By Chris Camire
It was the summer of 2007, and Eileen Donoghue, Barry Finegold and Jamie Eldridge were zig-zagging the Merrimack Valley in hot pursuit of a seat in Congress.
The three candidates would debate 26 times during a Democratic primary that stretched from March to September — developing a mutual respect and friendship along the way.
Now, nearly four years after the special election for the 5th Congressional District began, the former rivals have found themselves on the same team — as colleagues in the 40-member Massachusetts Senate.
The three lawmakers say they are amused by their reunion, mostly because they never saw it coming.
“I don’t think any of us thought at the time that the winner of that primary would go to Congress and the next three top finishers would go to the state Senate,” said Finegold, an Andover Democrat who left the House last year to successfully run for the 2nd Essex and Middlesex District seat formerly held by Susan Tucker.
Several events had to fall into place to make it a reality.
A former member of the House, Eldridge, of Acton, was the first to join the Senate, when in 2008 he won the Middlesex and Worcester seat held by retiring Sen. Pam Resor.
At the time, it didn’t appear that any other Senate seats in the area would be opening. Then Sens. Steve Panagiotakos, of Lowell, and Tucker, of Andover, unexpectedly announced they would be retiring last year.
Donoghue and Finegold seized the opportunity, with both sailing to easy victories in the November election. Eldridge believes the 2007 congressional campaign helped prepare the three for their eventual Senate runs.
“It speaks to all of our persistence and also that running a strong race for a higher office, even if we come up short, can result in good things in the future,” he said.
Niki Tsongas, now serving her second full-term in Congress, eked out a victory over Donoghue in the 2007 primary. Eldridge finished a distant third with Finegold not far behind.
Jim Miceli, the fifth-place finisher, is also in the state Legislature, having represented Tewksbury and Wilmington since 1977. The candidates were vying to succeed Marty Meehan, who left Congress to become UMass Lowell’s chancellor.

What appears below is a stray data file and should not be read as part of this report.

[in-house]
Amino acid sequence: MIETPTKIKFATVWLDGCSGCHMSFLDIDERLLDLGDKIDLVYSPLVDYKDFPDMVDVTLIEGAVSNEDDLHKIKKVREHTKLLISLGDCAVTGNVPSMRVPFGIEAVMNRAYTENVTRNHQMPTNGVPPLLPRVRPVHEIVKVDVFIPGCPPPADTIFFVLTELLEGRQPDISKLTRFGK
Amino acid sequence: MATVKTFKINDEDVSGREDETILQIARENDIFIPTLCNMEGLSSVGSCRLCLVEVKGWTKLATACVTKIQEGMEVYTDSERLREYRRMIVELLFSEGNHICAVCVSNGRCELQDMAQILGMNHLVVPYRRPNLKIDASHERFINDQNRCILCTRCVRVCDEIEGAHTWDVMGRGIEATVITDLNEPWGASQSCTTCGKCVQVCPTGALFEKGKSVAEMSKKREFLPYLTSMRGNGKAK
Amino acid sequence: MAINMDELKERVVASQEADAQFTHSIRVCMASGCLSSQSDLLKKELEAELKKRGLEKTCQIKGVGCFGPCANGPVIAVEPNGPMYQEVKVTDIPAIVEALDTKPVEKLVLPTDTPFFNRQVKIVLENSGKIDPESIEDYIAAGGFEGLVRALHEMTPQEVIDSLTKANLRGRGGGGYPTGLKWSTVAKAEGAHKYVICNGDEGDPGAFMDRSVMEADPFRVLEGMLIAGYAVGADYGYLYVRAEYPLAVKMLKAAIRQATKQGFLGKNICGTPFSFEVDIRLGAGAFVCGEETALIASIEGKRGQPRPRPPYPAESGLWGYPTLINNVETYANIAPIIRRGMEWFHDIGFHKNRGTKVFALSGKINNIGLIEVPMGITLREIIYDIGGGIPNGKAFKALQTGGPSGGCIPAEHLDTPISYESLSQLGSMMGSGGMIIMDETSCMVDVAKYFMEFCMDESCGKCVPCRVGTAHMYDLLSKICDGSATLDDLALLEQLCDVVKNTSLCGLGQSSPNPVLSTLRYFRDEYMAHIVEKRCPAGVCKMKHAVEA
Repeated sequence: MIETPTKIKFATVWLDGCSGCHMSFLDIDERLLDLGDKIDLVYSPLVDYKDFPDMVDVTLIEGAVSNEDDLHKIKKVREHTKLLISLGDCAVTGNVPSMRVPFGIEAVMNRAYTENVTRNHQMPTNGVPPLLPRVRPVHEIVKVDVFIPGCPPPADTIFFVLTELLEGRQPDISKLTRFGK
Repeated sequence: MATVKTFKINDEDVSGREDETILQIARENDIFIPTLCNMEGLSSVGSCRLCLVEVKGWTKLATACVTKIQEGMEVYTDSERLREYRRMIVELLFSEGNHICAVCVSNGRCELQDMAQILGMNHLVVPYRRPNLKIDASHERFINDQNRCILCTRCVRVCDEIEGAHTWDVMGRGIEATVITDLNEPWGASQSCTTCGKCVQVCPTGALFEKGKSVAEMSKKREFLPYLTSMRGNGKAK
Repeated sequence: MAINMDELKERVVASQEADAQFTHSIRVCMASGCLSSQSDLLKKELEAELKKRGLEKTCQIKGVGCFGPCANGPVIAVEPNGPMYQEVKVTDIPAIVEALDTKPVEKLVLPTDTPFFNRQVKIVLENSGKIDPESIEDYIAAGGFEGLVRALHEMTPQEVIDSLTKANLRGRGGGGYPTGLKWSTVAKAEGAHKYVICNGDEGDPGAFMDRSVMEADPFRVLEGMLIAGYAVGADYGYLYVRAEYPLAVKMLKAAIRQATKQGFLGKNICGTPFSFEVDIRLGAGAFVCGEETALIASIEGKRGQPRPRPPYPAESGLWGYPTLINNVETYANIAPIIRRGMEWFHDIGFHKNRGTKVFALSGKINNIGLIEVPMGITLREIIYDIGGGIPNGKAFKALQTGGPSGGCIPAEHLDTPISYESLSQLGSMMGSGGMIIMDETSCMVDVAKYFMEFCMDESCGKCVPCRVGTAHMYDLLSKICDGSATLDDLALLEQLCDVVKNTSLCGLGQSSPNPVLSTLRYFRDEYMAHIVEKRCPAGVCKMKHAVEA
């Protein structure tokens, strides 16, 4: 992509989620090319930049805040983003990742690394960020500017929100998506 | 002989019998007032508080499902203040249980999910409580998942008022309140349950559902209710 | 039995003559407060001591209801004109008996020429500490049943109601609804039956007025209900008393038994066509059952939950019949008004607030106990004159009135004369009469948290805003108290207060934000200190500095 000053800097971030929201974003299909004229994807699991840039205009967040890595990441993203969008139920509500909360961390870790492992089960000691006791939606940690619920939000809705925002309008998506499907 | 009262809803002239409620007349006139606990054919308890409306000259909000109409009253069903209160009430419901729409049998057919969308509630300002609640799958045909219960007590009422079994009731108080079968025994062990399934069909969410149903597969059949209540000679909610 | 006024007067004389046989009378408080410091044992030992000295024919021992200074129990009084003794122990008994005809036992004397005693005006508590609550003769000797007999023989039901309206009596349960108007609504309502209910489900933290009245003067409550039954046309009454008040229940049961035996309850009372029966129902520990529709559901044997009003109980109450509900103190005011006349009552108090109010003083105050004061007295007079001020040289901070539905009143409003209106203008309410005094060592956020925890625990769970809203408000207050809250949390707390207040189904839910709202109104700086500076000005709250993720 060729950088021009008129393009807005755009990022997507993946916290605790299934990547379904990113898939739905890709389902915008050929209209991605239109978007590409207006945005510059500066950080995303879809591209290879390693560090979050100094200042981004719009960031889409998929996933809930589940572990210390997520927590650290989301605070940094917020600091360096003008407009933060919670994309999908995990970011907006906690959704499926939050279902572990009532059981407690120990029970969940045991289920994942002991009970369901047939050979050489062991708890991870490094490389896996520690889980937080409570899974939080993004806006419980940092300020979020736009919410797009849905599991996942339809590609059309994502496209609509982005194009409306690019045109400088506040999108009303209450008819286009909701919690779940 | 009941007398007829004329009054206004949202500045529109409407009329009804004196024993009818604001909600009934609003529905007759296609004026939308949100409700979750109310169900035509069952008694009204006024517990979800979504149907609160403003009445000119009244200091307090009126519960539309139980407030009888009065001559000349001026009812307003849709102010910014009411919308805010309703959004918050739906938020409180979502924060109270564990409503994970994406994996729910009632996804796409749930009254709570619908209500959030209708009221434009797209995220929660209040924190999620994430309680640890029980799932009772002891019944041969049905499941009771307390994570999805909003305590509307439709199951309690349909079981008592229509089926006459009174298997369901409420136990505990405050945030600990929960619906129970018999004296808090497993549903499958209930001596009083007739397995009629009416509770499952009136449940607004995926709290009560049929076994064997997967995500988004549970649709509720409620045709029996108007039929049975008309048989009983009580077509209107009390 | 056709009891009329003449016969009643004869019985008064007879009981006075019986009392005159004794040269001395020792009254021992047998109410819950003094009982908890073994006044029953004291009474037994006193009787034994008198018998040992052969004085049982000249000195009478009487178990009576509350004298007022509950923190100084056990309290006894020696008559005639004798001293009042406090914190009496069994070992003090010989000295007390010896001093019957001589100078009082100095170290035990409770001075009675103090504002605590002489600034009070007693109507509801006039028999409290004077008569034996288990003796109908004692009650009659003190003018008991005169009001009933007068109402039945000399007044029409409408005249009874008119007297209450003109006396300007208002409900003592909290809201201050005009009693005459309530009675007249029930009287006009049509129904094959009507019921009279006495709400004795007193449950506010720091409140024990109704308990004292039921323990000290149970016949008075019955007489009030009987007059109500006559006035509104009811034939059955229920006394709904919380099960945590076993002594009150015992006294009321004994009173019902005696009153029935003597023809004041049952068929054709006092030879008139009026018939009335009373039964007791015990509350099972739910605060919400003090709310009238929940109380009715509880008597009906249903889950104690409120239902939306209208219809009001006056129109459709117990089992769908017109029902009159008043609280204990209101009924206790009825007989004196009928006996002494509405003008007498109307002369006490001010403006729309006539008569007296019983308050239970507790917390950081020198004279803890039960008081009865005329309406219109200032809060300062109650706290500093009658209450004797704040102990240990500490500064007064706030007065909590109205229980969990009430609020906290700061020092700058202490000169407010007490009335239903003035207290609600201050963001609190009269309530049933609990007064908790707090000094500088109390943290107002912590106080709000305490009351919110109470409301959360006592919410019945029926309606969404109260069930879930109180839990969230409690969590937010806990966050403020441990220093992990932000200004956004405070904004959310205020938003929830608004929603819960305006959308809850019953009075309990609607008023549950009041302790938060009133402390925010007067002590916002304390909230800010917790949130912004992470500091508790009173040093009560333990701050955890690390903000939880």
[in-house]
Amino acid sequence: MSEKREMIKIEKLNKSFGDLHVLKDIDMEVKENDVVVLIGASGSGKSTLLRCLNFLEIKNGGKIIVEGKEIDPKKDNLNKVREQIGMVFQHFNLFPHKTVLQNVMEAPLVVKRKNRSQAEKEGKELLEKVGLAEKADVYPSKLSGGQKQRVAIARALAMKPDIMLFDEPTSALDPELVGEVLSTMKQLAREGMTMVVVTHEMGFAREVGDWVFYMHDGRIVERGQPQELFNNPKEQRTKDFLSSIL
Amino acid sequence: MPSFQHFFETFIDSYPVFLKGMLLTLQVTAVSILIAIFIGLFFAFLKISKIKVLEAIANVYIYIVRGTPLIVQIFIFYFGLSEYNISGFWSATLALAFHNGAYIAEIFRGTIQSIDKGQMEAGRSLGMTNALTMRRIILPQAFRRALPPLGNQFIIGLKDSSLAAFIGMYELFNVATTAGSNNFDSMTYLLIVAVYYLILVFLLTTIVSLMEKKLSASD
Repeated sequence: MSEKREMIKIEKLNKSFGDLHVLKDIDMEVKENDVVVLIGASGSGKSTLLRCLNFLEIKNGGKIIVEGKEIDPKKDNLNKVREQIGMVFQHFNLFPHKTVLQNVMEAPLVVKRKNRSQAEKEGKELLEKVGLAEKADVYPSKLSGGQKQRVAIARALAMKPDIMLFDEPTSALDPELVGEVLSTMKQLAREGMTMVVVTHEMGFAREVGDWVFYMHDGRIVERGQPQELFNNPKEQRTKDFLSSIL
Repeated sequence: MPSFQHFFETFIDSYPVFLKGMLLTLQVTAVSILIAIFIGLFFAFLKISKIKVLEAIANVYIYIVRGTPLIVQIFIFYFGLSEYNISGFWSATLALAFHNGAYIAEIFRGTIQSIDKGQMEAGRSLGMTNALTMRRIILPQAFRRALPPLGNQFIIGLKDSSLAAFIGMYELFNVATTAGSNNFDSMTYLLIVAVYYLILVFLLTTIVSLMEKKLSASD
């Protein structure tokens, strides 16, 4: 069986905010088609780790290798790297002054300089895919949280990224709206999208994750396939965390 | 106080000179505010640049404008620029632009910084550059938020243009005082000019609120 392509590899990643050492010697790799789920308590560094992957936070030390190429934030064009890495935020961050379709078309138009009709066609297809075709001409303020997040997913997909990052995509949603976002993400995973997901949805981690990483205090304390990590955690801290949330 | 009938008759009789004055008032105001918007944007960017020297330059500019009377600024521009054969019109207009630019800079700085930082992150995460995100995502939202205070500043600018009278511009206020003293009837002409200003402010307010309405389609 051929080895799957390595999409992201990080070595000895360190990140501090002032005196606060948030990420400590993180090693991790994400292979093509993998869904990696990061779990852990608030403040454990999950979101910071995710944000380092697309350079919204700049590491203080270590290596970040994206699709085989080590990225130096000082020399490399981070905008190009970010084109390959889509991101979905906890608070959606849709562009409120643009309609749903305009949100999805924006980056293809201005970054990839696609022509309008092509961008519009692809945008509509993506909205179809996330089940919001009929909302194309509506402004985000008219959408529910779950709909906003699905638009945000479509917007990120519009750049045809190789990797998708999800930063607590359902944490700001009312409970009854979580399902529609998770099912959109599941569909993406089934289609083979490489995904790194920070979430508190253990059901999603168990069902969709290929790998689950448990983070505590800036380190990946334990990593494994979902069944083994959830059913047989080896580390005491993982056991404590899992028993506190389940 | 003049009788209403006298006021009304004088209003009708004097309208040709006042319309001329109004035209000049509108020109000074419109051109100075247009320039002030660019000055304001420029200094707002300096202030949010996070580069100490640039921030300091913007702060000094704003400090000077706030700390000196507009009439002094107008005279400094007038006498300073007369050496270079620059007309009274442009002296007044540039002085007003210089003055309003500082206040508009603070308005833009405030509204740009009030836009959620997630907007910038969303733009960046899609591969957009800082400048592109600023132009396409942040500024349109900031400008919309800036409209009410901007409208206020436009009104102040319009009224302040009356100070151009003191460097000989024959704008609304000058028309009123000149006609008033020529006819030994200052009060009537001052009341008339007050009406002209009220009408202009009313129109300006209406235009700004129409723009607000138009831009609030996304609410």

During the primary the stakes were high and the competition fierce. But looking back on the campaign, Donoghue, Eldridge and Finegold each say it was defined by a sense of camaraderie, rather than cutthroat politics.
“I looked at them as colleagues,” said Donoghue. “I felt there was a mutual respect for each other. Sometimes you go through campaigns, which people in your business sometimes refer to as ‘bruising campaigns,’ and sometimes those bruises don’t heal. I think it was a very unique time and grouping, and I think we all approached it with the idea that this was an important seat.”
With the country in the midst of two wars and the demand for health-care reform growing, there was no shortage of serious issues to discuss during the campaign. But sometimes the candidates found themselves in situations they couldn’t help but laugh at.
“Probably the one moment I’ll never forget is when we were in Andover and somehow we all ended up debating in a barn,” said Eldridge. “We were literally sitting on hay.”
Finegold recalls a debate at Ferns Country Store in Carlisle in which the candidates sat on rocking chairs on a porch.
“It was 100 degrees out,” said Finegold. “I remember laughing about it. And there were some debates that I swear had more campaign workers in the audience than voters.”
Relationships were forged along the campaign trail.
Finegold and Donoghue’s husband, John O’Connor, hit it off. And Finegold said his 86-year-old grandmother, Marian Shapiro, adores Donoghue.
“She came to so many of the debates, and Eileen was very friendly to her,” said Finegold. “One of these days I’m going to find out the two of them got together for lunch without me.”
In the coming year the three senators will be forced to address a series of daunting challenges — from reducing a $1.5 billion budget deficit to soaring health-care costs to reviving resort casinos. The 2007 special election gave them a familiarity with each other, and the Merrimack Valley as a whole, that they say will allow them work together.
“At the end of the day, it really bodes well for the people of everyone’s district that we’re able to work well together and have a greater appreciation of the issues that affect our communities,” said Finegold. “When I bring up a Dracut issue, they will have an appreciation for it because they know the businesses and the people there. And I’ll have a greater understanding of issues facing their districts.”